The planned reconstructions were organised around a display of not only dinosaurs, but also marine reptiles and pterosaurs, prehistoric mammals and amphibians, laid out on three islands, each representing a different geological period, and in chronological order, suggesting an evolutionary movement, or at least a recognisably linear historicism. It was planned that the water surrounding the islands would rise and fall as an artificial tide, revealing and then hiding parts of the animals in the water, but this was never accomplished. The islands themselves were designed as models of geological phenomena, to demonstrate different strata of rock protruding through the ground. The design of the models involved painstaking research and showed a high level of accuracy based on existing knowledge. The subjects were chosen, in the manner that each was represented, by a large number of fossil clues, although none was complete. The bones were drawn to actual scale, which provided the scale and shape of an outline drawing, which was in turn defined by comparisons with living animals. This method, while ultimately constructing a scene based on notions of historicism and extinction, was used by Owen as an anti-evolutionary argument that was dependent, in fact, on characteristics archetypal of all forms of Creation. He argued that if progressive evolution were true, it would be visible in the history of fossil reptiles, given that reptiles as a class were considered to be the least fixed in their characteristics and the most transitional in their range of variations.

From the drawings made by Hawkins and overseen by Owen, a small model was made that was rigorously compared with the understood configurations of the fossils. Owen provides an account of the process of manufacturing the models once these designs had been made: "The next step was to make a copy in clay of the proof model, of the natural size of the extinct animal: the largest known fossil bone, or part, of such an animal being taken as the standard according to which the proportions of the rest of the body were calculated agreeably with those of the best-preserved and most perfect skeleton. The model of the full size of the extinct animal having been thus prepared, and corrected by renewed comparisons with the original fossil remains, a mould of it was prepared, and a cast taken from this mould, in the material of which the restorations, now exposed to view, are composed."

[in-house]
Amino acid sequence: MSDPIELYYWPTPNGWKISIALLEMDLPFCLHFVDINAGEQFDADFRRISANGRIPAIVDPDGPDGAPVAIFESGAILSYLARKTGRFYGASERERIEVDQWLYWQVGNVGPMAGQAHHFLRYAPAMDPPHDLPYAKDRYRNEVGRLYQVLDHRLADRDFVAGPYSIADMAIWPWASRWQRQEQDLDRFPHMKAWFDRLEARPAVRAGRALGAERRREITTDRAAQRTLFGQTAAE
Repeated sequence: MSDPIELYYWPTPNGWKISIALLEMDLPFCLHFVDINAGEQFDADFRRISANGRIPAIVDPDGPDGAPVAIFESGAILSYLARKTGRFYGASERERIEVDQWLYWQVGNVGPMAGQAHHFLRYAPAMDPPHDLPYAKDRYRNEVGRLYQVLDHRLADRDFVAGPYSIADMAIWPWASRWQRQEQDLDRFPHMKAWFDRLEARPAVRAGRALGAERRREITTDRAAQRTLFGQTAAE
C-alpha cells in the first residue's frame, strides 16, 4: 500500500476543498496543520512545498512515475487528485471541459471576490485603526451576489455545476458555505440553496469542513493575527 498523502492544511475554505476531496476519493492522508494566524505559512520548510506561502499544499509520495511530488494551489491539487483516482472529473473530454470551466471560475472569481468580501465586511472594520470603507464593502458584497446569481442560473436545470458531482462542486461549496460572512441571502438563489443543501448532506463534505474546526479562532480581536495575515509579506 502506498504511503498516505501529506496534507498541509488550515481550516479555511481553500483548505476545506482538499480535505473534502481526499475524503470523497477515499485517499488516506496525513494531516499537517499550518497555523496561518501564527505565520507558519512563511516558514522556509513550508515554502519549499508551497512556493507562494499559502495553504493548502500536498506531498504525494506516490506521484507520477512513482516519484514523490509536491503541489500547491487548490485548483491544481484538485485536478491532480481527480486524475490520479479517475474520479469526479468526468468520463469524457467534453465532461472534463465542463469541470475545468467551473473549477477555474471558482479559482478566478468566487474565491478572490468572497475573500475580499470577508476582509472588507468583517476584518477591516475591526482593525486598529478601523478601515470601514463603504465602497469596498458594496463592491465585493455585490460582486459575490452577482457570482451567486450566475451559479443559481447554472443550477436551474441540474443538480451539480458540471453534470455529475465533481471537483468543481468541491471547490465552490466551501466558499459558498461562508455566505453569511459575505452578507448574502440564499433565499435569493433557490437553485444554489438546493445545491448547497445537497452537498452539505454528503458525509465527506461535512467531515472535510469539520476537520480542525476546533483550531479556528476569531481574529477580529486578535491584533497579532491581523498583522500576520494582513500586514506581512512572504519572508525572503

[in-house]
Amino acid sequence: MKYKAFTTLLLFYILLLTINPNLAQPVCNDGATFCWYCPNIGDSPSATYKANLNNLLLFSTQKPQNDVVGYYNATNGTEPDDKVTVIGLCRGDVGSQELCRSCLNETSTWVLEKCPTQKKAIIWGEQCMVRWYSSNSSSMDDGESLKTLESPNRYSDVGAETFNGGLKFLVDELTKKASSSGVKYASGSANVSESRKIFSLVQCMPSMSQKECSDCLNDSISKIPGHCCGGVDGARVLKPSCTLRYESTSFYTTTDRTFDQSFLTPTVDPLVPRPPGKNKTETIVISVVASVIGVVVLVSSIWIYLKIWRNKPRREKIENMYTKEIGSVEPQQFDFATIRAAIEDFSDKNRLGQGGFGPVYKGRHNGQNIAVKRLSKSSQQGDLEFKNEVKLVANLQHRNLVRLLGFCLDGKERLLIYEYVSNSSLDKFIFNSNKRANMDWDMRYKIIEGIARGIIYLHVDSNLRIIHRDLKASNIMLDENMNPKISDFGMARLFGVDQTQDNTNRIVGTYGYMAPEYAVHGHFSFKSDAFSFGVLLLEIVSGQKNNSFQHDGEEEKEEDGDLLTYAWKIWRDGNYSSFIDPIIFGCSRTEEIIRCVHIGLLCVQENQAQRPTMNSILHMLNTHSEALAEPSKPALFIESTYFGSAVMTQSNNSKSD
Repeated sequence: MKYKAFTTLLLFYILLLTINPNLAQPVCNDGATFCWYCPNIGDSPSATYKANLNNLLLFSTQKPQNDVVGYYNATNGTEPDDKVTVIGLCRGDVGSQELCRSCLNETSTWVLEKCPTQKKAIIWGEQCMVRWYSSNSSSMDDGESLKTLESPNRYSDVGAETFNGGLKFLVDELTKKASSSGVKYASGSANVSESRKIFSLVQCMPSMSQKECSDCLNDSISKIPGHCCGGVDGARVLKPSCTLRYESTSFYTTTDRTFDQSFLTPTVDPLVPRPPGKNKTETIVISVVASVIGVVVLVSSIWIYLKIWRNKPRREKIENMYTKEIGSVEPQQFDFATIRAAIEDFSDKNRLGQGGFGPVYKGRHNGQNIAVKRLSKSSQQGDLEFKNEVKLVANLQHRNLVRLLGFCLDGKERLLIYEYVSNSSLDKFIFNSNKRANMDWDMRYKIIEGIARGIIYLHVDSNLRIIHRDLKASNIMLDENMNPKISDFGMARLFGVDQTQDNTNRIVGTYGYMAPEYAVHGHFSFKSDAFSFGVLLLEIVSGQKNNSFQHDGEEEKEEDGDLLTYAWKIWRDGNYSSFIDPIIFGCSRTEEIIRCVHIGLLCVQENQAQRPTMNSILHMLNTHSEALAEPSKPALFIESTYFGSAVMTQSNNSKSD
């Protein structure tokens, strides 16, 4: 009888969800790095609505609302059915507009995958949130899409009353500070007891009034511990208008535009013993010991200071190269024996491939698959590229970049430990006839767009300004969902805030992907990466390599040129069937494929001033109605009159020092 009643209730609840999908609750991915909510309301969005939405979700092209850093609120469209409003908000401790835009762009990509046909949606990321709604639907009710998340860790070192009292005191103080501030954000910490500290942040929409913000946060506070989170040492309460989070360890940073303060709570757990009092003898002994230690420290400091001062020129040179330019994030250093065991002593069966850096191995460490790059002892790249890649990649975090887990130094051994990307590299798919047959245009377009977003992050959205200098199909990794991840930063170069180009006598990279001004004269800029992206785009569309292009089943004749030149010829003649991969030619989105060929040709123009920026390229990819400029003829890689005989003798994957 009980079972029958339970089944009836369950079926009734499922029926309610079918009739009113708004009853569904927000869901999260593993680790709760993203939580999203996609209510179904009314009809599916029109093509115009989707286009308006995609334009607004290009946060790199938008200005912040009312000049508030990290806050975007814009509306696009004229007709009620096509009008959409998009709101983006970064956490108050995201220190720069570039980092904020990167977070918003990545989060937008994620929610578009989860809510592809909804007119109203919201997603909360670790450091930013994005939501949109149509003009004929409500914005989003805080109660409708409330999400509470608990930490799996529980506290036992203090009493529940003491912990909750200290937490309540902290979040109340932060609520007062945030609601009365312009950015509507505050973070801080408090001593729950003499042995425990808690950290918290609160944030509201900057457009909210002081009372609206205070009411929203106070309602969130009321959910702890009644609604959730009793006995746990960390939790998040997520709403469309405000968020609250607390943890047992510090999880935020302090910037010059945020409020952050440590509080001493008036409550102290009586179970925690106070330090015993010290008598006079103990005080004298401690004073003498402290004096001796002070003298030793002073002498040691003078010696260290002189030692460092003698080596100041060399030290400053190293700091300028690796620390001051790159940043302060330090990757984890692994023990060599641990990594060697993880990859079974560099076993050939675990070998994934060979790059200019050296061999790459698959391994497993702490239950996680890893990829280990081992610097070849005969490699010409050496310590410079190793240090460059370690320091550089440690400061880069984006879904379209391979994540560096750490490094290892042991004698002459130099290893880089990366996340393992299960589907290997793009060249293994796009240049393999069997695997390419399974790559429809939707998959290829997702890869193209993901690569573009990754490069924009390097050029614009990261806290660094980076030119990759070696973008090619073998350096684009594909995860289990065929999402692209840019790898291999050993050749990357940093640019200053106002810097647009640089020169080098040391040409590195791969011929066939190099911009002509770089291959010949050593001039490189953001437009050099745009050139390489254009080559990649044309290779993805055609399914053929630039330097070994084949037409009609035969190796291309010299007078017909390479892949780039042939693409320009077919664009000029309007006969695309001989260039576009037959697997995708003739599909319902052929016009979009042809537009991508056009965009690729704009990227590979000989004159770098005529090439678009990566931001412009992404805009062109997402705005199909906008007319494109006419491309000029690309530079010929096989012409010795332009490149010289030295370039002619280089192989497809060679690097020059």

The life of the dinosaur as an object of mass culture begins from this process. As a cultural form that has itself evolved as an image, it was a perfect form both for industrial manufacturing and for the industrial production of simulacra, constructed as a likeness of an extinct form, rather than as a reconstruction of the original material - that is, an arrangement of the actual fossilised material itself. Also, this form foregoes a strictly scientific context in favour of one of educative spectacle. The materials from which the models are built would suggest that they were a Victorian architectural structure rather than a sculpture. Hawkins lists the materials for the Iguanodon as "four iron columns nine feet long by seven inches diameter, 600 bricks, 650 five-inch half-round drain tiles, 900 plain, 38 casks of cement, 90 casks of broken stone, making a total of 640 bushels of artificial stone. These, with 100 feet of iron hooping and 20 feet of cube inch bar, constitute the bones, sinews and muscles of this large model, the largest of which there is any record of a casting being made."